Education News from NY Times
Updated: 8 hours 23 min ago
Evelynn M. Hammonds, the undergraduate dean, said her departure was not related to the e-mail searches that were carried out in the hunt for a leak.
The first of 12 winning poems, from a girl in Texas, in our Fourth Annual Found Poem Student Contest.
How would beloved television shows of the past be received by viewers if new episodes appeared today?
Fewer resources, lack of interest and the Internet have led to fewer high school newspapers in the city’s public schools.
German business schools, teaching mostly in English, are attracting a more international student body.
Students are keenly aware of the importance of work experience in a competitive job market. Some are even paying companies for the chance to work for free in China.
The University of Hong Kong has held the first part of a course to prepare Asian women for the boardroom: The Women's Directorship Program.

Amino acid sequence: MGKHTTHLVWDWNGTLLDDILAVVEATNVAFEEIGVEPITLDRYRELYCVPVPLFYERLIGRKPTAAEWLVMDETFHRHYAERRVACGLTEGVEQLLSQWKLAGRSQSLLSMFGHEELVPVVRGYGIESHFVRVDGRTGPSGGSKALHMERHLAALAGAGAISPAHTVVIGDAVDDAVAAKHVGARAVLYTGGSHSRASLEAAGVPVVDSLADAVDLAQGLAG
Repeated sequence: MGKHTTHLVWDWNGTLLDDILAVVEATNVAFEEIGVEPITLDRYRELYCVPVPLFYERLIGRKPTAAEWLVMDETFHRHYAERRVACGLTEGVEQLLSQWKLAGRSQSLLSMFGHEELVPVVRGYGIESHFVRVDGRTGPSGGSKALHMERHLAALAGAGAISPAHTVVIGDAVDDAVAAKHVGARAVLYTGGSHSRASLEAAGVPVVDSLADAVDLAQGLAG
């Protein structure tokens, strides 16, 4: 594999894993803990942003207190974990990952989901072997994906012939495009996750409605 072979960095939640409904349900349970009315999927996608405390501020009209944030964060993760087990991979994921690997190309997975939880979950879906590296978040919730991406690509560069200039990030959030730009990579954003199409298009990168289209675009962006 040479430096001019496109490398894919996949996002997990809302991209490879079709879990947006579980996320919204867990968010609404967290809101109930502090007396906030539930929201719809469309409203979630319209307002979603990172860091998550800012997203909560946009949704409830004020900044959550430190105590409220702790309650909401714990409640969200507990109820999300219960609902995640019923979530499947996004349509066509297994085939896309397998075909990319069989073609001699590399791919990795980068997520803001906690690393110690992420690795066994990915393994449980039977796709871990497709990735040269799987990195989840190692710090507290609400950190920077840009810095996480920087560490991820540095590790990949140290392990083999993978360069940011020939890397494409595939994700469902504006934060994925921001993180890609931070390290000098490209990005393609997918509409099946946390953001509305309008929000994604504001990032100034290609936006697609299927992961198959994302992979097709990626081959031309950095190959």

Canadian business schools place an emphasis on their international credentials and on their country's more relaxed employment rules than those in the United States in an effort to attract students.
Parents, teachers and students in New York are struggling to find alternatives to the traditional fund-raising lures since a crackdown as part of an anti-obesity drive.
Gabrielle Giffords spoke for no more than two minutes at the commencement ceremony, where she also received an honorary degree, but she earned several standing ovations.
Although high unemployment and lackluster personal income still plague the nation’s economy, several developments provide reason for longer-term optimism.
Mr. Lemon was a civil rights activist whose objection to a 1968 Pennsylvania law gave rise to a watershed 1971 Supreme Court decision.
The New York State Dream Act passed overwhelmingly in the Democratic-dominated Assembly, but the bill’s supporters acknowledged that its chances were slim in the Senate.
The elite Bronx private school announced that it would establish an advisory board on student safety, allowing outside experts as well as at least one victim to make policy recommendations.
Since May 8, students have used the president’s office to spread word about their rebellion against charging undergraduate tuition, eat catered meals and entertain visits from activists.
Here is what we’ll be offering over the next three weeks, including contest winners, Common Core posts, and our annual roundups of all the lesson plans and Student Opinion questions we’ve published this year